Let’s see what the world has for us today, shall we?
To begin on a high note, congratulations to my dear friend Mary Robinette Kowal, who has just announced a three-book, six-figure deal with Tor Books. The deal covers two more books in her “Lady Astronaut” series plus a standalone novel. The Verge has all the details, plus a short interview with MRK on the matter.
I’m thrilled about this. Aside from MRK being one of my favorite people on the planet, I’m a very big fan of the two current Lady Astronaut books, The Calculating Stars (which I think is a top contender for Hugo and Nebula Best Novel nods) and The Fated Sky. More in this universe makes me very happy. I’m also pleased Tor recognizes her value with the size of the deal. This is good news for everyone, but especially for MRK. I like it when my friends get good news.
Oh, let’s talk more about that Kavanaugh mess, I suppose.
Brett Kavanaugh, it should be noted, has doubled down on his categorical denial, regarding Christine Blasey Ford’s accusation that he sexually assaulted her back when they were teenagers. Both Kavanaugh and Ford are going to testify about it in front of the Senate on Monday, and one would hope under oath. And won’t that be interesting if it is under oath? Because then, if they both stick to their stories, one or the other of them is, flatly, lying.
Alternately, if one wishes to be extraordinarily generous about it, it’s possible that Kavanaugh isn’t lying, precisely, he simply has no memory of the incident. Ford did describe him as being stumble-down drunk at the time. But the thing about that is, he didn’t say “I have no memory of such an incident ever occurring.” He said it never happened. So we’re back to it being an actual lie, in my book.
And here’s the thing for me: Removing all the political aspects of the incident and focusing on the individuals and the incident itself, who are you more likely to believe has a better memory of the incident: The person who was stumble-down drunk when the incident occurred, or the person who was not, and had the event seared into her brain so significantly that it still came up in therapy, three decades later? I’d put my money on the latter, personally.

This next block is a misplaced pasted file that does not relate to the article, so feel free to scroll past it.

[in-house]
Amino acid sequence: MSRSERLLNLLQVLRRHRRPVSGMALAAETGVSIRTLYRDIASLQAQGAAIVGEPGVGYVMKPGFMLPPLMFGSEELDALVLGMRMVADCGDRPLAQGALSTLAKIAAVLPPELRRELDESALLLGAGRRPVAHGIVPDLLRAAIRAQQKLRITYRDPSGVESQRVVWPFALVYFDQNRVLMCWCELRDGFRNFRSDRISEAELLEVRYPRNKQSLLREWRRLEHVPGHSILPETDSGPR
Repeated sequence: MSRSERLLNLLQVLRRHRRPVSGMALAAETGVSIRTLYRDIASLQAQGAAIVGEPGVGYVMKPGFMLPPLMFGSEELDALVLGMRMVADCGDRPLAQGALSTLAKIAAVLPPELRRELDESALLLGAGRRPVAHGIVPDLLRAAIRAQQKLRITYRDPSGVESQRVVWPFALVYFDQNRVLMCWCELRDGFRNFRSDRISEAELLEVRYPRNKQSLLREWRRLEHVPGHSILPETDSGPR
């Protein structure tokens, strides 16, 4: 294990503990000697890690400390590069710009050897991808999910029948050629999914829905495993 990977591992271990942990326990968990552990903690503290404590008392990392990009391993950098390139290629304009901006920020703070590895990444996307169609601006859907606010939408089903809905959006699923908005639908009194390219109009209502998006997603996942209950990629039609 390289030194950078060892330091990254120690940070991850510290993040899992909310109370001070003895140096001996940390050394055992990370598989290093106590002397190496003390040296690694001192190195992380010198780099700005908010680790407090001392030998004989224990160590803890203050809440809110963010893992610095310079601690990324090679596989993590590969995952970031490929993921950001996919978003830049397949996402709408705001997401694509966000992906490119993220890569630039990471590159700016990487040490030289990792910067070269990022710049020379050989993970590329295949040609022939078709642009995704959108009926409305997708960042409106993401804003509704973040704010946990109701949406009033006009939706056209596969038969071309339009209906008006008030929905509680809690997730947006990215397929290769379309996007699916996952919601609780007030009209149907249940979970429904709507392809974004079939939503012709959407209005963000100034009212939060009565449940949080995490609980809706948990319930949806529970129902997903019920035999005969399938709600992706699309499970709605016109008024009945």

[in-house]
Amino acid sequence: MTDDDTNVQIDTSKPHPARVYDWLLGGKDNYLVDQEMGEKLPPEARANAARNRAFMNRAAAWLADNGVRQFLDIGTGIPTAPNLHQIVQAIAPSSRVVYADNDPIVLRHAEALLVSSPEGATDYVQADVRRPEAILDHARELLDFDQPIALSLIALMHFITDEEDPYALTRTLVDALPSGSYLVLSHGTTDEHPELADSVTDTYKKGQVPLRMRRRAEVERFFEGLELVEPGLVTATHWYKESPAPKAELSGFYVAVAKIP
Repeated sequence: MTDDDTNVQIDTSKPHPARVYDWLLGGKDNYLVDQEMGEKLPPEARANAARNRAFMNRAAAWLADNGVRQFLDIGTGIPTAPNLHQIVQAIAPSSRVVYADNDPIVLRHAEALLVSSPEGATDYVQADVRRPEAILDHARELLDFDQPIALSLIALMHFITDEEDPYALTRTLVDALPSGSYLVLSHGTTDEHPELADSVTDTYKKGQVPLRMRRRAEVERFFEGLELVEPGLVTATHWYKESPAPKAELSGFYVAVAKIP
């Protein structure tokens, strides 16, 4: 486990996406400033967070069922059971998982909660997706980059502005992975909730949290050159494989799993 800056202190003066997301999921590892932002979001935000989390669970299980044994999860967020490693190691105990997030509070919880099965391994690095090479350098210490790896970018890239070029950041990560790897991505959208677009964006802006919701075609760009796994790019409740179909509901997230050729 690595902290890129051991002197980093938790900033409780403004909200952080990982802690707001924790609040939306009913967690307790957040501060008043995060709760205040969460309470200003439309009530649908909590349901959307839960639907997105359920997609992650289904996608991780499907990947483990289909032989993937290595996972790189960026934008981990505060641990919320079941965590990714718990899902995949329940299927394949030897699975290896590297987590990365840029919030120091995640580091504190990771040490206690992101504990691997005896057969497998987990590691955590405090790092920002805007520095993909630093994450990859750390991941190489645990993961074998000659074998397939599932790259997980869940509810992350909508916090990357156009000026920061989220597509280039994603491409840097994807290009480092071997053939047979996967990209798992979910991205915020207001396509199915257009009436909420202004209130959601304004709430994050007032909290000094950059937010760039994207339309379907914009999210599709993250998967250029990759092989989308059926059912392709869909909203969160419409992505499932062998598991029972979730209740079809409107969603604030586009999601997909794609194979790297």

(The other, exculpatory-for-Kavanaugh explanation is that Ford isn’t lying but has misremembered the identity of her assaulter, which is possible, but given what we know of things, seems unlikely.)
But the timing of this shows it’s all political! Meh. Again, Ford expressed her concerns about Kavanaugh to her elected reps well in advance of his actual nomination for the court, and asked for confidentiality, which she was given. By all indications Senator Feinstein didn’t send the letter to the FBI until someone else leaked it. On Ford’s part, this doesn’t seem like the actions of someone desperately hungry to throw a spanner into the political works. The fact that some people want to blame her for the current mess is more than a little gross. Once the letter was a known thing, she came forward and was willing to testify. But she wasn’t responsible for the events that led to her letter becoming a political hot potato.
Someone in email accused me of smearing an innocent person (Kavanaugh, to be clear) and leading a mob against him. Well, Kavanaugh may well be innocent! But it seems unlikely to me, given what we know, and since I’m not a court of law or Kavanaugh’s lawyer, I’m not obliged to pretend I think he is. It seems likely to me that as a teenager he sexually assaulted Ford; it also seems likely to me that as an adult, he’s lying about it. Merely stating that opinion is not riling up a mob, I’m not stating “Kavanaugh is lying, go set fire to his house!” (Please do not set fire to his house.) Nor is the Whatever audience much of a mob (sorry).